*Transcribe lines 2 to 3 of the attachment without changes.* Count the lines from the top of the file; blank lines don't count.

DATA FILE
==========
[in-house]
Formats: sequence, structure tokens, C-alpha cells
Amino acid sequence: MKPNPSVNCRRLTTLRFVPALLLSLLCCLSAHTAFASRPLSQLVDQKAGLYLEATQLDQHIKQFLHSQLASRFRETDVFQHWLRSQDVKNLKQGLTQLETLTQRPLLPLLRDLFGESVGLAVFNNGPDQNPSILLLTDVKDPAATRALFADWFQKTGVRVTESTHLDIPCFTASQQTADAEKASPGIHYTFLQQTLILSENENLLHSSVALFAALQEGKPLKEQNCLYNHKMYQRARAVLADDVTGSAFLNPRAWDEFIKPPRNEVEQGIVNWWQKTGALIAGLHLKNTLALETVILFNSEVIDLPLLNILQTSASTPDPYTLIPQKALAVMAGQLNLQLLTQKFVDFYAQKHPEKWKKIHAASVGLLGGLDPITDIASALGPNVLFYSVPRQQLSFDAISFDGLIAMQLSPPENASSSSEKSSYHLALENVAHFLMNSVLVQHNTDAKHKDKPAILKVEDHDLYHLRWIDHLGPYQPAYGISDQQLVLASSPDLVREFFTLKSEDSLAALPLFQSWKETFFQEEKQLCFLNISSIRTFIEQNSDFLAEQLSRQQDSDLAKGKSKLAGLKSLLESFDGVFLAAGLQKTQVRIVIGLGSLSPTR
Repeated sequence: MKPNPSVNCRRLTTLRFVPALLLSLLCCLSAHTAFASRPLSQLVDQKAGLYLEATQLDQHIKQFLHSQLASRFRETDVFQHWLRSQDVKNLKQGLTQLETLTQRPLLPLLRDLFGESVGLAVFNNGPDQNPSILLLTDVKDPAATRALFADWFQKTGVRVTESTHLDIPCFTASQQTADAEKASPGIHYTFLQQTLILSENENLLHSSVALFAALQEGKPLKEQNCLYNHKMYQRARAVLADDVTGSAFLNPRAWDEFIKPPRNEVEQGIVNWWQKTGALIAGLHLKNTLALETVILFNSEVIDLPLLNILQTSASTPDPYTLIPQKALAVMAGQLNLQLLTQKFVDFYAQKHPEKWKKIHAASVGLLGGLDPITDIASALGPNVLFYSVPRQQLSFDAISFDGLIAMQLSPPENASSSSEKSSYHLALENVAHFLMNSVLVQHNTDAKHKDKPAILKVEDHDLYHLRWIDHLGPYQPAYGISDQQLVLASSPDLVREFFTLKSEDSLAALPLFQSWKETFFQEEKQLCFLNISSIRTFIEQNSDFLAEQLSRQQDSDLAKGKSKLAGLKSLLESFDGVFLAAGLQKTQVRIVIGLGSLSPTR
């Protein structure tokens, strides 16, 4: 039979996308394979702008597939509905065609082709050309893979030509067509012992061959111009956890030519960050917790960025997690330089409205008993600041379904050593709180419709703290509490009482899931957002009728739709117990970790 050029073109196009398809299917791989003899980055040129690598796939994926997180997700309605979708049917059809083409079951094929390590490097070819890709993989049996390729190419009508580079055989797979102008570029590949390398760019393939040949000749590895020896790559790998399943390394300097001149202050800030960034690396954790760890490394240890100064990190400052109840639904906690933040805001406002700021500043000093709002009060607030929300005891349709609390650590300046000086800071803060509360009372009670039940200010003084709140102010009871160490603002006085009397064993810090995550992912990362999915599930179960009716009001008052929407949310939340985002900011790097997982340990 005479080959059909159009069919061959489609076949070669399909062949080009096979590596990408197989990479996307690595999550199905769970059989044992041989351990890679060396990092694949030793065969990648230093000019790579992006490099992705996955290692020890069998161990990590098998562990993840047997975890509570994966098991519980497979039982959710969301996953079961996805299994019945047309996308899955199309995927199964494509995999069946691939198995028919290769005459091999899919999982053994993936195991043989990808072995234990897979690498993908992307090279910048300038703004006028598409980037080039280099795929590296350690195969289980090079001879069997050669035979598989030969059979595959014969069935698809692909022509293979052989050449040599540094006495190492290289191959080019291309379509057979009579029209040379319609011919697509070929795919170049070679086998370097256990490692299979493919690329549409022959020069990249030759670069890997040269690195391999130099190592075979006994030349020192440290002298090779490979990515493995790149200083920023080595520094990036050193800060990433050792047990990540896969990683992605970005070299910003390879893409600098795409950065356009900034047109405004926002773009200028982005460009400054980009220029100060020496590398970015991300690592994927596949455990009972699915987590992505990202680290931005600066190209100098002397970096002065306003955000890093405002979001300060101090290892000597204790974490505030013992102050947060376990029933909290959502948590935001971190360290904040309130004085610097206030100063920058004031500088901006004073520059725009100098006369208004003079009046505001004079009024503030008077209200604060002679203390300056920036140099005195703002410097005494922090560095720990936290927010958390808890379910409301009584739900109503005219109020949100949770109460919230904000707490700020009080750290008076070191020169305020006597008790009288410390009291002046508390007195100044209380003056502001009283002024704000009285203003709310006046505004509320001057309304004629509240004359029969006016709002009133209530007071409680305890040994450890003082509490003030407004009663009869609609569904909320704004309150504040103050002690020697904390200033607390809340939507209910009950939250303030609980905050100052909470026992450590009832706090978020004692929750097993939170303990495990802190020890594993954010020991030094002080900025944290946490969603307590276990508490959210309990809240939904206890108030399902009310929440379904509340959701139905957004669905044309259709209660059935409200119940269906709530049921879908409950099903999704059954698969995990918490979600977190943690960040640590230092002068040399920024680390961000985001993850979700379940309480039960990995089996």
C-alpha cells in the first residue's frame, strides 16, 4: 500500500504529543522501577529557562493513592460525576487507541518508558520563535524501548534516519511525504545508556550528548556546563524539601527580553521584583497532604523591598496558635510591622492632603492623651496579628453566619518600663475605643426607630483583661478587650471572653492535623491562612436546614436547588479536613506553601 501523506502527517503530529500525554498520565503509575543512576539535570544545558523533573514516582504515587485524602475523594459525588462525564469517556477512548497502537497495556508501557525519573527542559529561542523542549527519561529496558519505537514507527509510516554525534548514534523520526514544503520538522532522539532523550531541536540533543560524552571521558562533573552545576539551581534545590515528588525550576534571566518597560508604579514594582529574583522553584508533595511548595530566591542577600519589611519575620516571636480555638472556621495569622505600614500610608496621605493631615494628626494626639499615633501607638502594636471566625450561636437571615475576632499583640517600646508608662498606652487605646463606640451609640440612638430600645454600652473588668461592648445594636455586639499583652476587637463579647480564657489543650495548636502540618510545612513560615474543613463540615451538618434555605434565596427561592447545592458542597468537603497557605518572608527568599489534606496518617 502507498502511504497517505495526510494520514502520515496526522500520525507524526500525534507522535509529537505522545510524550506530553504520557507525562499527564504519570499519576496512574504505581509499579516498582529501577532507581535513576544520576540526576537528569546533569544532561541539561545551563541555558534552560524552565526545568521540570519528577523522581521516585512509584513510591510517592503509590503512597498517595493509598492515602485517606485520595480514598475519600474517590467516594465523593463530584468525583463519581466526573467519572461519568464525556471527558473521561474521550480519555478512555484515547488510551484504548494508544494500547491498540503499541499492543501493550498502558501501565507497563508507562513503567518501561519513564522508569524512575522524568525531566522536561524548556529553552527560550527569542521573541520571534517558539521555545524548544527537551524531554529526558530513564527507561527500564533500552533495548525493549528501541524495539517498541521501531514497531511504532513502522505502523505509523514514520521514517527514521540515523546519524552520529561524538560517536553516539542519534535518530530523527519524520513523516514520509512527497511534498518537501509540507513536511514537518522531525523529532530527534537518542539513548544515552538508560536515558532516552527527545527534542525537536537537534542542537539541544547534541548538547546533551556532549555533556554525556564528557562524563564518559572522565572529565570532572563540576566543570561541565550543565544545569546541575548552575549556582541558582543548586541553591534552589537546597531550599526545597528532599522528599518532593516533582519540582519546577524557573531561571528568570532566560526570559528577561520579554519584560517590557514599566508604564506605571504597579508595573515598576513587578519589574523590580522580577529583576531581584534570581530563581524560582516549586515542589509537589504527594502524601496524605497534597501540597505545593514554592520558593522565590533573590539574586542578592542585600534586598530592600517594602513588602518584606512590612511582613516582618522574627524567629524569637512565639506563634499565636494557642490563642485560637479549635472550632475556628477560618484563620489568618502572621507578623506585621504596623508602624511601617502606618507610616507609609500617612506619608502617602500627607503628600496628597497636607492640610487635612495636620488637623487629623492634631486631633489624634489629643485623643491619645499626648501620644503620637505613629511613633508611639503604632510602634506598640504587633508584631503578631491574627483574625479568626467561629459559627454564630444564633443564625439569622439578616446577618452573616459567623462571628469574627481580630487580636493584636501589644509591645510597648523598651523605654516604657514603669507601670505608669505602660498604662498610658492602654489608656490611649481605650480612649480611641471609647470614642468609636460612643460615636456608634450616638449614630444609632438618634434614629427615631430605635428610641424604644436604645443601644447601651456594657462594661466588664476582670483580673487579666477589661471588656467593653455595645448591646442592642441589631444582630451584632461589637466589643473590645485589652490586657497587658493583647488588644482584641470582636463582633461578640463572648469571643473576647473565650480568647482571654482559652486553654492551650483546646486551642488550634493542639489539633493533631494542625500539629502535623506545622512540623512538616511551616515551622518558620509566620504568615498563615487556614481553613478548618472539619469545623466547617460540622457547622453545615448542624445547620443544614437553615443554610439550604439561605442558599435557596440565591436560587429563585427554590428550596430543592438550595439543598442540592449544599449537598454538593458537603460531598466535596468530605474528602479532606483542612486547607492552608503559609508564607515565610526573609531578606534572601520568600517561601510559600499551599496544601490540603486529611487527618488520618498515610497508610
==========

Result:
Formats: sequence, structure tokens, C-alpha cells
Amino acid sequence: MKPNPSVNCRRLTTLRFVPALLLSLLCCLSAHTAFASRPLSQLVDQKAGLYLEATQLDQHIKQFLHSQLASRFRETDVFQHWLRSQDVKNLKQGLTQLETLTQRPLLPLLRDLFGESVGLAVFNNGPDQNPSILLLTDVKDPAATRALFADWFQKTGVRVTESTHLDIPCFTASQQTADAEKASPGIHYTFLQQTLILSENENLLHSSVALFAALQEGKPLKEQNCLYNHKMYQRARAVLADDVTGSAFLNPRAWDEFIKPPRNEVEQGIVNWWQKTGALIAGLHLKNTLALETVILFNSEVIDLPLLNILQTSASTPDPYTLIPQKALAVMAGQLNLQLLTQKFVDFYAQKHPEKWKKIHAASVGLLGGLDPITDIASALGPNVLFYSVPRQQLSFDAISFDGLIAMQLSPPENASSSSEKSSYHLALENVAHFLMNSVLVQHNTDAKHKDKPAILKVEDHDLYHLRWIDHLGPYQPAYGISDQQLVLASSPDLVREFFTLKSEDSLAALPLFQSWKETFFQEEKQLCFLNISSIRTFIEQNSDFLAEQLSRQQDSDLAKGKSKLAGLKSLLESFDGVFLAAGLQKTQVRIVIGLGSLSPTR